For example, payment processor First Data ( FDC – news – people ) and security software firm RSA Security have developed a product called TransArmor that allows merchants to get authorization for a credit card number and then immediately dispose of the card number, replacing it with a token. The token is another number that acts as a stand-in for the credit card number itself. First Data keeps track of which tokens correspond with which credit card numbers. So if you’re executing previously authorized transactions at the end of the day, you send First Data a batch of tokens, and it relays the card numbers on to the bank. But if the tokens are stolen, by themselves they are worthless to anyone else.

“With this, the only time you need the true credit card number is when you do the authorization,” says Craig Tieken, First Data vice president of merchant product management. “The merchant, in our opinion, no longer needs the card number.” TransArmor is still in beta testing, scheduled for release in the summer of 2010.

PCI DSS v1.2: A Practical Guide to Implementation

Tags: Business, Credit card, First Data, Payment Card Industry Data Security Standard, PayPal, Personal identification number, Qualified Security Assessor, Tokenization

Mar 18 2010

Mary’s Pizza hit by hackers

Category: Identity Theft,pci dssDISC @ 3:32 pm

Information Security Wordle: PCI DSS v1.2 (try #2)
Image by purpleslog via Flickr

There is a big misconception out there that PCI DSS compliance does not apply to us, we are relatively small company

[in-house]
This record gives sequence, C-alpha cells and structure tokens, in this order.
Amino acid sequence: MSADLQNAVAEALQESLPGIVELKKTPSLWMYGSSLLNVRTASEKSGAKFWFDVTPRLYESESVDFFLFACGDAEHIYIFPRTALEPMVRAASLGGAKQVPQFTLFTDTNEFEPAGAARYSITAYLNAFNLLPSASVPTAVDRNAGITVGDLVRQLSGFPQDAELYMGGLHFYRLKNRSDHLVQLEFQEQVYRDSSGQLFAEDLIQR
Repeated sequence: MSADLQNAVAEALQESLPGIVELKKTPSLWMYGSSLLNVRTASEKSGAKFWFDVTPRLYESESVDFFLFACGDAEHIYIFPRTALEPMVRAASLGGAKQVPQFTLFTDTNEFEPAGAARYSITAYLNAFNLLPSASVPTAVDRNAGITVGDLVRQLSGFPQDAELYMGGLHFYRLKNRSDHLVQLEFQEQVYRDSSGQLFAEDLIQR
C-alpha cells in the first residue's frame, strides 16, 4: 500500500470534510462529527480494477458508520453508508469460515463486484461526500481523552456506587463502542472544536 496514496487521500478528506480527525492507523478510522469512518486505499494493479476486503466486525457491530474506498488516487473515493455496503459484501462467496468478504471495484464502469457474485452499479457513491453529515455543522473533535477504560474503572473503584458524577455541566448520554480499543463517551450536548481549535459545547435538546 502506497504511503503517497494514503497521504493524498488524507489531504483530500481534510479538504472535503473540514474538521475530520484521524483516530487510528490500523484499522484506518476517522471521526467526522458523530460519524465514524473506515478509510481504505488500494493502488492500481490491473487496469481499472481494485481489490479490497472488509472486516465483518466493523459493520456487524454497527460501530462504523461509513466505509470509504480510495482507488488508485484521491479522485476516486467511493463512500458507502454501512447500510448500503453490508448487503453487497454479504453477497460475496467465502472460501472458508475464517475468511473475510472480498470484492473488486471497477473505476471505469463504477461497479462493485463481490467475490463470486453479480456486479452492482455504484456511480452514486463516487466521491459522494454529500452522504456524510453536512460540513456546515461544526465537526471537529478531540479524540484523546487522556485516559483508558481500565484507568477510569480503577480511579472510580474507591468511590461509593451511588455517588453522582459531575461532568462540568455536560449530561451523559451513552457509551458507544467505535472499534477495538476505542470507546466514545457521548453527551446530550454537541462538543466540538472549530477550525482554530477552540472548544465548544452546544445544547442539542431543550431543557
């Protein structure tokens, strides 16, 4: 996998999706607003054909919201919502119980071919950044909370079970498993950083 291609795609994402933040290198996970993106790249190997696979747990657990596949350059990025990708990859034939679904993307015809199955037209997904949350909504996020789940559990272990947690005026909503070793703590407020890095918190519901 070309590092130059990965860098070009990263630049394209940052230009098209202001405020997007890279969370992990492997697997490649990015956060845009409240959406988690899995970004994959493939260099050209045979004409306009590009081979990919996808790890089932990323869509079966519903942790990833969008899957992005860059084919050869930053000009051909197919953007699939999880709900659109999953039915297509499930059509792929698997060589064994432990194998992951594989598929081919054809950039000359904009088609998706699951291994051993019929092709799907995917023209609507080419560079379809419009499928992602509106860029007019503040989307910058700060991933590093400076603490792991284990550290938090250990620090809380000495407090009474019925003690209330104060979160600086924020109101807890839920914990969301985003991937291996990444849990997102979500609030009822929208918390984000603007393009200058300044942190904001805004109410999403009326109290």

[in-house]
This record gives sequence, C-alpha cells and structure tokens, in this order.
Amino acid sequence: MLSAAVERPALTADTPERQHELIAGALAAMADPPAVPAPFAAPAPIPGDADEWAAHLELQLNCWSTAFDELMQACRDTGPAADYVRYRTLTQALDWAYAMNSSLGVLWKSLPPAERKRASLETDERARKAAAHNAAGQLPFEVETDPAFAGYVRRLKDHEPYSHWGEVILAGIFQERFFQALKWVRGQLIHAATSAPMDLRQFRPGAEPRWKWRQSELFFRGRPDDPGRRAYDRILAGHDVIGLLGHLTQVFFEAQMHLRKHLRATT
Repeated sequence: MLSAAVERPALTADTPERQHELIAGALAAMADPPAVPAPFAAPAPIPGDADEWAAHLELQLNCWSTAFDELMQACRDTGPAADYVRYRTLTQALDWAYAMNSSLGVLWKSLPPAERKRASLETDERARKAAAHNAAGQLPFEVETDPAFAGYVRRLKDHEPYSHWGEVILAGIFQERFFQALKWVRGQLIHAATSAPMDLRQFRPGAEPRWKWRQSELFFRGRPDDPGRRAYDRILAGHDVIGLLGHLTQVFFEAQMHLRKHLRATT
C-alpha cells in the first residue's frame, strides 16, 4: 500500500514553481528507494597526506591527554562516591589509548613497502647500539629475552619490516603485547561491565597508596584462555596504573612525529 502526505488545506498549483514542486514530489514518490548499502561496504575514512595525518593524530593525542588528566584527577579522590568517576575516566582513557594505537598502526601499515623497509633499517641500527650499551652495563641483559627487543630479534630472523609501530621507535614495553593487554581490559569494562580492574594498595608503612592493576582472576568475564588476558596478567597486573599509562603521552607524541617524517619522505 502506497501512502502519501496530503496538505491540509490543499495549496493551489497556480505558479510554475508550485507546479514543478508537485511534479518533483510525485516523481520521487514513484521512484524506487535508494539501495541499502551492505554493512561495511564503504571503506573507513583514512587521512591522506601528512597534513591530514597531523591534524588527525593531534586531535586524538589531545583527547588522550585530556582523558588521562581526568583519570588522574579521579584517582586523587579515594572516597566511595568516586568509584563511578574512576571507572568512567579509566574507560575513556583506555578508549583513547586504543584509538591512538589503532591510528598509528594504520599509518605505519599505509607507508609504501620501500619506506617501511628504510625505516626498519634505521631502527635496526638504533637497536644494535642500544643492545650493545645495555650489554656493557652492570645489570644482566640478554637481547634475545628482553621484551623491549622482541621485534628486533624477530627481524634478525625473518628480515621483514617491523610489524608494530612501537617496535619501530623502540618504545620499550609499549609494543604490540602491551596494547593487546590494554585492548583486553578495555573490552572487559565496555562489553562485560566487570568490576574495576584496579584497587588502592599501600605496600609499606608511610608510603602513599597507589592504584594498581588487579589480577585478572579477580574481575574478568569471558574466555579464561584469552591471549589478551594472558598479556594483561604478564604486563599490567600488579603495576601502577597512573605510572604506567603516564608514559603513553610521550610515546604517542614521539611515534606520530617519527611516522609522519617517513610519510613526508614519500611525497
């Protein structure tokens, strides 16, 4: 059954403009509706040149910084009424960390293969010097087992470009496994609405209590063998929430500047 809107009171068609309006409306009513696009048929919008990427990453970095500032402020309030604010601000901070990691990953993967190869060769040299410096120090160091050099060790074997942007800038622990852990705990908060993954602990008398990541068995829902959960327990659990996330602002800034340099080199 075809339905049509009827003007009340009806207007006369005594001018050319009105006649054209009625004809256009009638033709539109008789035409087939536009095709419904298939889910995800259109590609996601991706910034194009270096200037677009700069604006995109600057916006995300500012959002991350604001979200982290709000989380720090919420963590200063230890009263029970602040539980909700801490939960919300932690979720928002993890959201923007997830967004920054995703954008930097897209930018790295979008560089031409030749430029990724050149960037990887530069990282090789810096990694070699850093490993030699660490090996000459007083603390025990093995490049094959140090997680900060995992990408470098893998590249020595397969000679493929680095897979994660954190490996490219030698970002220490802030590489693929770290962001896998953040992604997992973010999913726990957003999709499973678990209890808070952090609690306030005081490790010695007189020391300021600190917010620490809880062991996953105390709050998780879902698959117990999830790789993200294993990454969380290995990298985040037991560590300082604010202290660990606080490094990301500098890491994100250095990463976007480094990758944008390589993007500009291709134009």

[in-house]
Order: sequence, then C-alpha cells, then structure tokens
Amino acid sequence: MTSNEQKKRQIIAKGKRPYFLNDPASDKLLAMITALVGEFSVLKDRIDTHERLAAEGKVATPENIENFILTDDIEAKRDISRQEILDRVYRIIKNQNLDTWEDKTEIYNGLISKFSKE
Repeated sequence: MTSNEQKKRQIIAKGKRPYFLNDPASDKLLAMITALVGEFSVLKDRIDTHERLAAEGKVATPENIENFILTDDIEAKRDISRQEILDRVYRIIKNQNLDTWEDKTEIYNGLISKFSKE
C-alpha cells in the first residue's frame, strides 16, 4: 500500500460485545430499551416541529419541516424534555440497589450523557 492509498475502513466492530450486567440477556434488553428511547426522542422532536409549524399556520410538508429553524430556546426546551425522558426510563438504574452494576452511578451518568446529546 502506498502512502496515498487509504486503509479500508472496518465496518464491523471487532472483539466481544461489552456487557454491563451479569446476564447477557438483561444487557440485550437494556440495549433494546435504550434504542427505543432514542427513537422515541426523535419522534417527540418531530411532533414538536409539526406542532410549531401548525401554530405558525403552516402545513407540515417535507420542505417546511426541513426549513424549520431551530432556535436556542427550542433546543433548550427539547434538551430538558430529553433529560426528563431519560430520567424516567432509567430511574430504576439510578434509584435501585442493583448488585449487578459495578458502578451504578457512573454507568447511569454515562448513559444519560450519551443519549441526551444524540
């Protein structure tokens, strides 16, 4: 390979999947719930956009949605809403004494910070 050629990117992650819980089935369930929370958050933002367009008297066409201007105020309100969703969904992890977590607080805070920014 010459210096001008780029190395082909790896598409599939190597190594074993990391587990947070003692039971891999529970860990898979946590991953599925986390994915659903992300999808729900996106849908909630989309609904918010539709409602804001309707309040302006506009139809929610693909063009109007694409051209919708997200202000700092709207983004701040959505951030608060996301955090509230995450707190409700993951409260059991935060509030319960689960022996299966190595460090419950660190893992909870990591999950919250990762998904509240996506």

The fact is PCI DSS must be met by all organizations that transmit, process or store payment card data. Also business owner want to know what is ROI on PCI compliance. It is the total cost of ownership which ensures that you keep earning big money. DISC


Patrons of Mary’s Pizza in downtown Sonoma will be alerted this week that their credit card numbers may have been stolen by an international computer hacker.

Vince Albano, chief executive officer for the 18-store chain, expects to receive a report by Friday detailing the breadth and timing of the breach.

Once that is known, Albano plans to take out newspaper ads to warn diners who ate at the Spain Street outlet during that period that they might want to cancel their credit cards and get new ones.

Albano said his company doesn’t have the ability to notify potential victims directly because the credit card companies won’t release their names.